jimmy: I noticed that the pop references were still very relevant today.
tomk: I was too busy wondering how many years Lucas Black got left back if he was still in high school.
jimmy: Well, he was only 24 when this movie was made.
ryan: The kid from Home Improvement looked even older.
jimmy: He was much older. 25.
tomk: I just pretended he was still the same character and he learned everything he needed to know about machines from Tim the Tool Man Taylor.
jimmy: The main female character was 21. Bow Wow was 19. DK, Han and the most of the others weren’t supposed to be in high school any more.
tomk: Shockingly, DK was 16 during filming!
jimmy: At the very least, we learned that Justin Lin was a good director. He’ll be around for the next three films.
tomk: He is. Despite a terrible plot and awful characters, the action was fantastic.
ryan: Agreed. Han’s final race and the mountain race are amazing sequences. As fake as the slide at Shibuya Crossing was it was still breathtaking. And the cell phone gimmick on how everyone watched the final race was incredibly clever. Even if it breaks the timeline with all those flip phones.
Also, I really like the theme song. It’s one of the most distinctive movie themes in a long time. Even if it’s total fluff. Maybe because of that.
jimmy: The phones actually bugged me. Are you telling me in 2006 everyone could watch the race on their flip phone? And what were they watching? There were no cameras, were the people at wherever the racers were streaming while the others were watching and then switching as the race passed them?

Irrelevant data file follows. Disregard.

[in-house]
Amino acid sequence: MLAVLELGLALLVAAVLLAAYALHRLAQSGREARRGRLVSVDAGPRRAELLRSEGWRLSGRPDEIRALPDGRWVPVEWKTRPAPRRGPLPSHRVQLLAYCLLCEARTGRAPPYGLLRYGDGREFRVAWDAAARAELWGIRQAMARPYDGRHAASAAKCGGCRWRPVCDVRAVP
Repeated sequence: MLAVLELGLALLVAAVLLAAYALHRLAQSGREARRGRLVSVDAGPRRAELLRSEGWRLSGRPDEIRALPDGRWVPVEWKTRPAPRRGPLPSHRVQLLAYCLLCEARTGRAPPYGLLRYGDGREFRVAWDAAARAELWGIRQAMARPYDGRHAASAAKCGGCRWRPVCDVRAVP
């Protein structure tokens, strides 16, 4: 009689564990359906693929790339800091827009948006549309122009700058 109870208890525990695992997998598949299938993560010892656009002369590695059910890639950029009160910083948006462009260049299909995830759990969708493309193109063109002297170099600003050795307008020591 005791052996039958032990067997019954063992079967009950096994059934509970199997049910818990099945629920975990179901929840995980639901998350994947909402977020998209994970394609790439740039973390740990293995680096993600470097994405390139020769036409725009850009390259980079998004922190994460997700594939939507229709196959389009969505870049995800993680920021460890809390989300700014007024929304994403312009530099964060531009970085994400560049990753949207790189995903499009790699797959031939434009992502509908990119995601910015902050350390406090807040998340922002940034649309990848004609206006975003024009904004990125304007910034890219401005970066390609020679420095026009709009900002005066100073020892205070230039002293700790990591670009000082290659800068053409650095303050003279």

ryan: Exactly. It’s Tokyo. They have fly tech cuz.
Oh wait. Sorry. Started talking like the second movie.
tomk: Gaigin dog.
ryan: But the sequence setting up the cell phones was very slick. Zooming between the flip phones showed you this scary course and set up how the people in the bottom watched. Clever.
tomk: It was clever. A real action star was born with this movie…behind the camera.
ryan: Also something I never realized. Sean and Neela never kiss. The most action they get is intense gazing. Interesting choice.
I think they kissed in a deleted scene but I need to watch those.
jimmy: Do you really need to Ryan?
tomk: His name was Sean? I think I prefer Hayseed McGillicuddy.
He sounded like a guy doing a bad Watson impression.
jimmy: There are good Watson impressions? Certainly not the ones he leaves on the ladies.
tomk: Clayton’s is the gold standard.
jimmy: The movie had a lot of great aspects aside from the story and acting.